BOOKS / Paperbacks

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Bucketful of Tongues by Duncan McLean, Minerva pounds 5.99. These hard-tipped, profane, unflinchingly vernacular stories push your nose firmly into the lives of (mostly) young, working-class, Caledonian males. McLean's commitment to naturalism, jabbing, unvarnished dialogue and refusal to sentimentalise are all admirable. But the yeasting of humour and the economical touches of surrealism ensure that it is never too tough to chew. Scotland's Roddy Doyle?

The Language of Genes by Steve Jones, Flamingo pounds 6.99. This slide down the double spiral of DNA - 'the icon of the 20th Century' - was rightly acclaimed. Steve Jones eschews dry technical exposition in favour of an almost endless chain of colourful anecdotes, and the result is a brilliantly effortless tour through the history of genetics, from the earliest finger-print test to today's project to read all three thousand million letters of the human genome.

European Encounters with the New World by Anthony Pagden, Yale pounds 9.95. We have all got used to hearing about the terrible crimes committed by the Old World on the New. Pagden's scholarly study, however, looks through the window from the other side, and explores the impact the New World had on the Old. As he shows through the examination of writers as diverse as Columbus and Herder, although European interpretations of 'savage' cultures were always distorted, their very existence worked to undermine belief in the values of European society.

George Eliot by Jenny Uglow, Virago pounds 8.99. Mary Ann Evans grew up a brilliant provincial child who 'read while dressing, walking, making jam' and went on to wealth and fame as an impeccably professional writer. Uglow's measured feminist reading aims to show how 'the most reactionary positions (from a 20th century feminist point of view) - the good daughter, the loving wife, the self-denying mother' become in her novels 'a subtle and subversive argument for a radical change in our way of looking at life'. Eliot emerges as an intellectual to her toenails, but one would like to have discovered a little bit more of her emotional, sexual and economic impulses.

Mr Mani by A B Yehoshua, Phoenix pounds 6.99. Fifth-generation Jerusalemite Yehoshua is one of Israel's most controversial writers. His novels are about flawed heroes and families in crisis, as well as confrontations with Jewish extremism. This one looks backwards through six generations of the sephardic Mani family using five emblematic 'dialogues' between Manis and/or those connected with them - starting with a student and her mother at a kibbutz in 1982 and ending in 1848 with a Rabbi's wife and a Salonika businessman at an Athens inn. The twist is that in each case only one side of the dialogue is recorded. The device takes some getting used to, but the effort is rewarding.

Robert Louis Stevenson by Frank McLynn, Pimlico pounds 10. A combination of weather, landscape, Calvinism, whisky, authoritarianism and fecklessness are thought by some to form the collective Scots neurosis, and pre-eminently in RLS. The son of an Edinburgh lighthouse engineer, Stevenson rebelled in every direction from his strait- laced family in a determined effort to reconcile his own contradictions - which he summed up as the desire 'to build lighthouses and write'. McLynn's biography, written 'in the firm conviction that Stevenson is the greatest Scottish writer of English prose', has a pace and sense of place worthy of its extraordinary subject.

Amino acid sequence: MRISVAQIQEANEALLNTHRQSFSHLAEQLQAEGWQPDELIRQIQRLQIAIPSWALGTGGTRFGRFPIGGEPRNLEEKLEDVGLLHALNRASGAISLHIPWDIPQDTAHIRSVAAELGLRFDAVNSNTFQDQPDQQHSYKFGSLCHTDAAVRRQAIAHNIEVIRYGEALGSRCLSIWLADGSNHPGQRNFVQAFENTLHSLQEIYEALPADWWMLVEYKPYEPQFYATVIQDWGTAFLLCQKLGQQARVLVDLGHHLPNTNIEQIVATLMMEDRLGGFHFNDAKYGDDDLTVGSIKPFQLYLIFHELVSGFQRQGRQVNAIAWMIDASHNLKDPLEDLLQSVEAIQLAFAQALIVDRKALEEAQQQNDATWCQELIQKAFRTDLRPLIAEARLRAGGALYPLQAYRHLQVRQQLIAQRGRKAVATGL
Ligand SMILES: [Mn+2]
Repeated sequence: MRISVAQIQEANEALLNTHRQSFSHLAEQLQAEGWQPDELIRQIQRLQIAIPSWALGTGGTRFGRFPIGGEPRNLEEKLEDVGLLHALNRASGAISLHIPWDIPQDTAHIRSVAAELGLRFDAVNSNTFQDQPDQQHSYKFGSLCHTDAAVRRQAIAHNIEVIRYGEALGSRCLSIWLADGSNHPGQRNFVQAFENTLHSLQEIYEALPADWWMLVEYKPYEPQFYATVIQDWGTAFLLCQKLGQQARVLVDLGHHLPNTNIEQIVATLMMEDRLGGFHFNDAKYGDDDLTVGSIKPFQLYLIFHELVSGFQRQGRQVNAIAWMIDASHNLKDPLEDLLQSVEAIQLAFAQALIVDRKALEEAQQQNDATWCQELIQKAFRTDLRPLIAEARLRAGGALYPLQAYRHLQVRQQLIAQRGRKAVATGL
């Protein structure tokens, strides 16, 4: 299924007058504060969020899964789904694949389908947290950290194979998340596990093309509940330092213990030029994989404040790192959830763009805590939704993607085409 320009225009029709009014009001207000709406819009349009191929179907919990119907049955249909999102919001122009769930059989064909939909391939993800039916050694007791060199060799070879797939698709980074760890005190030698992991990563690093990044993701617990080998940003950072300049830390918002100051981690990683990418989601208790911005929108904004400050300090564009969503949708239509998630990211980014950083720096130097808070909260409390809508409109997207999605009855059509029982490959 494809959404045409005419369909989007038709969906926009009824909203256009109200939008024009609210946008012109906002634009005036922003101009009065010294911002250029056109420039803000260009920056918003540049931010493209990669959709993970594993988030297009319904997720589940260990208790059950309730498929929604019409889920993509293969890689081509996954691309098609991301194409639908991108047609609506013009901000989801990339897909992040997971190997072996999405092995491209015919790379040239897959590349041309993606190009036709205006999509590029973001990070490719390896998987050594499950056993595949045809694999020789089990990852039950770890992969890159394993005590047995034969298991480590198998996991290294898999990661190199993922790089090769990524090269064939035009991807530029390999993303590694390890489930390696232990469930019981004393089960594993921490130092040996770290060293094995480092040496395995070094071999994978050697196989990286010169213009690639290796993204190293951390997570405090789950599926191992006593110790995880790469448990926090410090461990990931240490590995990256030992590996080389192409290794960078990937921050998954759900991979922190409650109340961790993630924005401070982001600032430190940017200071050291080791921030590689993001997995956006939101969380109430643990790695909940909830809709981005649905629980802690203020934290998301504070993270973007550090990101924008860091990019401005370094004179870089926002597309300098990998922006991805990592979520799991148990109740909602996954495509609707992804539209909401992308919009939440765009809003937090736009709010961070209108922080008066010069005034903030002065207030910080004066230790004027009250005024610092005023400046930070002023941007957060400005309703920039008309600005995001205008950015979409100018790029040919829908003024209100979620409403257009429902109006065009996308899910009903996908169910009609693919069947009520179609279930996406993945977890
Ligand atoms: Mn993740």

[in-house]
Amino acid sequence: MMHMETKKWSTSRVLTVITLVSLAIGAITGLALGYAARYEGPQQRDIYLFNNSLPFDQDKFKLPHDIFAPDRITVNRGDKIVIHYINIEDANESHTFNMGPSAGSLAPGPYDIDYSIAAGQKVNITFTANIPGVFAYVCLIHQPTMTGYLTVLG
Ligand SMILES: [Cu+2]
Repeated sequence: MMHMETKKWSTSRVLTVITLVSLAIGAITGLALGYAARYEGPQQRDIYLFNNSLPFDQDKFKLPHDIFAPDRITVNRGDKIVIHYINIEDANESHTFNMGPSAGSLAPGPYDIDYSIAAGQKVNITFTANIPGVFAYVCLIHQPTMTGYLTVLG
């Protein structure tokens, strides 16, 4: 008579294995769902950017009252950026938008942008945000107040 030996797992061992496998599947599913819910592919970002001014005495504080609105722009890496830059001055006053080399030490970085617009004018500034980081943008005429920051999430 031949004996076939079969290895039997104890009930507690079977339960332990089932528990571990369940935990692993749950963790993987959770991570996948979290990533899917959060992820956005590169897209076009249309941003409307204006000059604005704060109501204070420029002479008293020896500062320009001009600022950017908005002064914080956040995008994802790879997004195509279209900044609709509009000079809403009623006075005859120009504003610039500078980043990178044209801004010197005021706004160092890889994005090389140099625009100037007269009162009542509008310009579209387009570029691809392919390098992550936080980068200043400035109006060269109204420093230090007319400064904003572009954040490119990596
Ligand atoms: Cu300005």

Irrationality by Stuart Sutherland, Penguin pounds 6.99. Think you're a rational being? Think again. If rationality means doing things most likely to achieve your aims, then, according to Sutherland, our species is a failure. Inveterate explainers we may be, yet vanity constantly deludes us into error. Our most crippling problem is blind loyalty to what we already believe, leading us to fight off contradictory evidence with self-defeating tenacity. So, whether betting, investing, going to war or choosing a life partner, we might as well toss coins. Or, alternatively, follow Professor Sutherland's checklists of self-help advice.

Daughters of the House by Indrani Aikath-Gyaltsen, Phoenix pounds 4.99. Chchanda, 17, lives in idyllic happiness among the women of her aunt's old house, until the aunt marries, and Pratap the bridegroom moves in with his baritone voice 'spinning out solemn sentences that made the air smell of tobacco'. The effects on the girl of her first encounter with a man are predictable, but beautifully, subtly described in this first novel by an author who died only six months after it was first published.

Ghosts by John Banville, Minerva pounds 5.99. A book of gin-clear detail but opaque design. As you read you discard preliminary hypotheses - that this is a rewrite of The Tempest, for instance. Only gradually does it become apparent that the novel is a sequel to Banville's Booker-shortlisted The Book of Evidence. That was the story of a gruesome murder. Now out of jail, the murderer, Freddie Montgomery, arrives on an island inhabited by. . . what? Ghosts? Some of the characters might indeed be supernatural or imaginary creatures, but just who is haunting whom is the question in this gripping and teasing literary conundrum.

Correction. Britons: Forging the Nation 1707-1837 by Linda Colley is published by Pimlico, not by Picador, as we incorrectly stated in our 13 March issue. Apologies to all concerned.

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